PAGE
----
Malema not convinced Ramaphosa used scientific evidence to ease lockdown

EFF leader Julius Malema says he is not convinced that President Cyril Ramaphosa used scientific evidence to ease the lockdown regulations. Malema was speaking during the President’s virtual oral reply session with the National Assembly on Thursday.

Ramaphosa said on Wednesday evening that strict measures will have to be in place to ensure physical distancing and personal hygiene.

“The cabinet has decided to ease restrictions on certain other economic activities and these activities include restaurants for sit-down meals, cinemas, and theatre’s casino, hairdressers and beauty services non-contact sports such as tennis contact sports will be allowed only for training and modified activities,” the President said.

Malema says the President’s decision to ease the lockdown regulations were meant to put profit of big business above the lives of people.

“We are more than convinced that you are actually not following any scientific advice. If anything, we are being bullied by big capital which maximises profit at all costs. Because what type of scientific advice will advise that the president of a country should address or answer questions in Parliament sitting in his home next to a fireplace and allow children to go to schools? You are sitting comfortably in your own home as a leader  who follows science and your science says  take children to schools to go and fight this pandemic while all of us are in the comfort of own homes.”

In response to Malema, Ramaphosa says a gradual lockdown was going to be implemented because an indefinite lockdown was not going to be sustainable.

“Many parts of the world did not do what we did; our lockdown was hard. We will concede that we went on to restrict things that other countries did not restrict like alcohol and cigarettes, like the buying and selling of a number of items. But we knew that with time we were not going to be able to keep with the lockdown forever because it is impossible to lock any country down forever and then we say many other countries around the world have to deal with the challenges we are having to deal with.”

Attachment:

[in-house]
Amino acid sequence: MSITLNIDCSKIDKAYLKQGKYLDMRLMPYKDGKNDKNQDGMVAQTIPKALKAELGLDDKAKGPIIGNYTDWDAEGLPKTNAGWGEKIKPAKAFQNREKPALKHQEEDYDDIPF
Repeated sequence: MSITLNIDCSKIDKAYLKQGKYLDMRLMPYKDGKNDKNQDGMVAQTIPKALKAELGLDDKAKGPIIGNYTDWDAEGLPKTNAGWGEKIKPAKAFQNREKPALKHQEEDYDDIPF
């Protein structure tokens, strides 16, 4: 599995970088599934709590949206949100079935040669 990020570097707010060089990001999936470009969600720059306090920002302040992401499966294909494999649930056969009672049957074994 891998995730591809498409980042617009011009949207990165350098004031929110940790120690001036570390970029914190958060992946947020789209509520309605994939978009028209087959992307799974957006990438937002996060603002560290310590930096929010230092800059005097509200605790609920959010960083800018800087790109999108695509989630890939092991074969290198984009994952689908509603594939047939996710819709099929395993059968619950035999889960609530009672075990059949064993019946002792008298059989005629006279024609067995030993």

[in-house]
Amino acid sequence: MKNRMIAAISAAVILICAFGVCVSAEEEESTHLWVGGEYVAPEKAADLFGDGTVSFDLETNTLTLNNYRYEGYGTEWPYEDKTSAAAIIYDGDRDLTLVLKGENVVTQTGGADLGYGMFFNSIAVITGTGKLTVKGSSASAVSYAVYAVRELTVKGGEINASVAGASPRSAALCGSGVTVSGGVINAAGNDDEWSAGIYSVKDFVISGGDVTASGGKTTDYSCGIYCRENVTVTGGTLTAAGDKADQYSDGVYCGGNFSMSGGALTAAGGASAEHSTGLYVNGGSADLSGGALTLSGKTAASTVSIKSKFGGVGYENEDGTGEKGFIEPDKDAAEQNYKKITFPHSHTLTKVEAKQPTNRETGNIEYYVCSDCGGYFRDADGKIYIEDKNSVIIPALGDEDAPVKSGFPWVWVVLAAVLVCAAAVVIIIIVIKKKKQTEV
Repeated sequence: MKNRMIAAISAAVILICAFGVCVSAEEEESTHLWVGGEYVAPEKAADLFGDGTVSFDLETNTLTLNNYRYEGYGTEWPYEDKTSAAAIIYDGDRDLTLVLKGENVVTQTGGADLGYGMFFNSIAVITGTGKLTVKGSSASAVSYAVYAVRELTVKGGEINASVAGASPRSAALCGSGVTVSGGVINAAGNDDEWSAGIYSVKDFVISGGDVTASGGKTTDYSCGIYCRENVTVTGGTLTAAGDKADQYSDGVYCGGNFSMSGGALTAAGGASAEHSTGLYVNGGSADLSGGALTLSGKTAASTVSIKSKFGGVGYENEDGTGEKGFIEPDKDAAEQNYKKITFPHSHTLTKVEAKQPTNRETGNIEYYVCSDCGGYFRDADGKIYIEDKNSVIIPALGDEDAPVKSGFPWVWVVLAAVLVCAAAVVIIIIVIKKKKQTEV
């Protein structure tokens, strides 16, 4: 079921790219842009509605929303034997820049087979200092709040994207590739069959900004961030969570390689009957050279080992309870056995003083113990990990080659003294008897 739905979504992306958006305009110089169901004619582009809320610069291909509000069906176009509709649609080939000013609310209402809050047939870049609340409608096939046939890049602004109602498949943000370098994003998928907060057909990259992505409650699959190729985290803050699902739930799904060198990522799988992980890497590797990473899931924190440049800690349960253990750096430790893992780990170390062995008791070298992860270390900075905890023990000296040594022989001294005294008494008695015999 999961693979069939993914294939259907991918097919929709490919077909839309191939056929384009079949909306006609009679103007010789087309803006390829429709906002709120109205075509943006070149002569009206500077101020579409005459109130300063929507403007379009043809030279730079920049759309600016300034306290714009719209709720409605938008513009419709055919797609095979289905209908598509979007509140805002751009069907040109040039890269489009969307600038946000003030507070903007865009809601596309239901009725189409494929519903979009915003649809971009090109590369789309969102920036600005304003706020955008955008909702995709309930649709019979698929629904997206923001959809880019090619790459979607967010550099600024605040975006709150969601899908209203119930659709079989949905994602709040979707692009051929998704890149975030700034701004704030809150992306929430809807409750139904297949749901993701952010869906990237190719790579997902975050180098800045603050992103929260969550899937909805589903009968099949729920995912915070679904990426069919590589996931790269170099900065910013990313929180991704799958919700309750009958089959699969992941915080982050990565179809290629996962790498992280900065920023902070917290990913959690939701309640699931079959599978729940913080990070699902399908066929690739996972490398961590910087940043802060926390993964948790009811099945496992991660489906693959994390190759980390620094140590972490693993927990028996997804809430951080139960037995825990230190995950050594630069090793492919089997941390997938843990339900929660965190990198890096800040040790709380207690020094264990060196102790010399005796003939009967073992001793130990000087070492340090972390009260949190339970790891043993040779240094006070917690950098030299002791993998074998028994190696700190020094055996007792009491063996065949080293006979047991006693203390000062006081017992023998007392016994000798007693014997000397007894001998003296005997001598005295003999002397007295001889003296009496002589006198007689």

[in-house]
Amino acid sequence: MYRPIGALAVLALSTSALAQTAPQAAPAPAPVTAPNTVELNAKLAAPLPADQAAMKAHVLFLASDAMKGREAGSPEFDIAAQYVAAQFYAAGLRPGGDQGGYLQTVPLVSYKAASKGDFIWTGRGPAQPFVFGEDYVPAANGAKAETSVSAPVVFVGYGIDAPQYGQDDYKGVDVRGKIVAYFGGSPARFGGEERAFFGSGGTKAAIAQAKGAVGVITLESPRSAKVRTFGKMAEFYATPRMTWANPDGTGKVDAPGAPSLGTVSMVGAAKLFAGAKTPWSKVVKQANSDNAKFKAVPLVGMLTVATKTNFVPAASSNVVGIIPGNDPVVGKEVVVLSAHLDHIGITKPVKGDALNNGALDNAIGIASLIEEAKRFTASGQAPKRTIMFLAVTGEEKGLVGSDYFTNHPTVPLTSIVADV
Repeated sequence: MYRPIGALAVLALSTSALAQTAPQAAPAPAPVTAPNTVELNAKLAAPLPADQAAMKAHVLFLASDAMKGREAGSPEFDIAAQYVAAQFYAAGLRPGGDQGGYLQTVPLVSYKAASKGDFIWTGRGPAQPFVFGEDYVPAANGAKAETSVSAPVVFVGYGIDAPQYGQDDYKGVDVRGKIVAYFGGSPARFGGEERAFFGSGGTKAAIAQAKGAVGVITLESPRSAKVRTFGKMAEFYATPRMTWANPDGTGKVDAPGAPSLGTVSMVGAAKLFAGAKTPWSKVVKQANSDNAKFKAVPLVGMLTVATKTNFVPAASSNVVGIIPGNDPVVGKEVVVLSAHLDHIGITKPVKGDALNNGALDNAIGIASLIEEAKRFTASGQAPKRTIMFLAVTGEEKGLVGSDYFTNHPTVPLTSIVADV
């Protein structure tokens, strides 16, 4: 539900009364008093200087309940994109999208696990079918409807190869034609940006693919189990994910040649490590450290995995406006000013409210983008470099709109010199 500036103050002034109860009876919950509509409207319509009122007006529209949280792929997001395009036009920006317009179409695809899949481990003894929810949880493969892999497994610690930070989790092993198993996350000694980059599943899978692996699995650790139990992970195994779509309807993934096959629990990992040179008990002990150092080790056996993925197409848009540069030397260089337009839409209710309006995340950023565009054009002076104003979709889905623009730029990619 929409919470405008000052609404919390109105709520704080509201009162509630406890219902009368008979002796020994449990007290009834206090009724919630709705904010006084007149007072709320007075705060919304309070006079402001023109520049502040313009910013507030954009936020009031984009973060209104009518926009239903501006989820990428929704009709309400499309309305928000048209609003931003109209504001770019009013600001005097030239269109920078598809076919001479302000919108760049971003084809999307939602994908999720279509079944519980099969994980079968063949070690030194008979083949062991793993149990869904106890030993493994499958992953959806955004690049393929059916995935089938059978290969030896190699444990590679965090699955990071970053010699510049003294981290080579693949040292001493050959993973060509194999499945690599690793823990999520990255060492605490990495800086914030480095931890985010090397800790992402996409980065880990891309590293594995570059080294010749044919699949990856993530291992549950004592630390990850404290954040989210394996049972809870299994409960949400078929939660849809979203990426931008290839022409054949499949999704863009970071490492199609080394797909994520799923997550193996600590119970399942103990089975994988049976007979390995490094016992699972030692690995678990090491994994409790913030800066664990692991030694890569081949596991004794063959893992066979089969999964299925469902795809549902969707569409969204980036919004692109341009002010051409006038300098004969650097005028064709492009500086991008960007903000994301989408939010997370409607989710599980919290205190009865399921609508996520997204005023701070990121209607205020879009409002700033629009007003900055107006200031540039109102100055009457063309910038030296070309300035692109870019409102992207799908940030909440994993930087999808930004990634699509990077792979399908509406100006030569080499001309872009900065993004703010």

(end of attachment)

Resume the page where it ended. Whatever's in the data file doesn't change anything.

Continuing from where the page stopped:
The President also said on Wednesday that, had the country not moved swiftly to deal with the COVID-19 outbreak, more lives could have been lost.

“We took a decision early in the development of the disease in South Africa to restrict international travel and gatherings with the declaration of a National State of Disaster and subsequently imposed a nationwide lockdown to slow the transmission of the virus. In doing so, we aimed to ‘flatten the curve’ of infection so that our health system would be better able to care for the large number of people who would be needing care. As a result of the decisive action, we took then – and particularly through your cooperation, determination and sacrifice as a nation – we succeeded in delaying the spread of the virus.”

Ramaphosa advised South Africans to continue taking precautionary measures.

“Through our behavior as individuals, we can reduce the likelihood that we will get infected or infect others. And it is through our personal and collective actions that we can continue to delay the rate of infection across society.”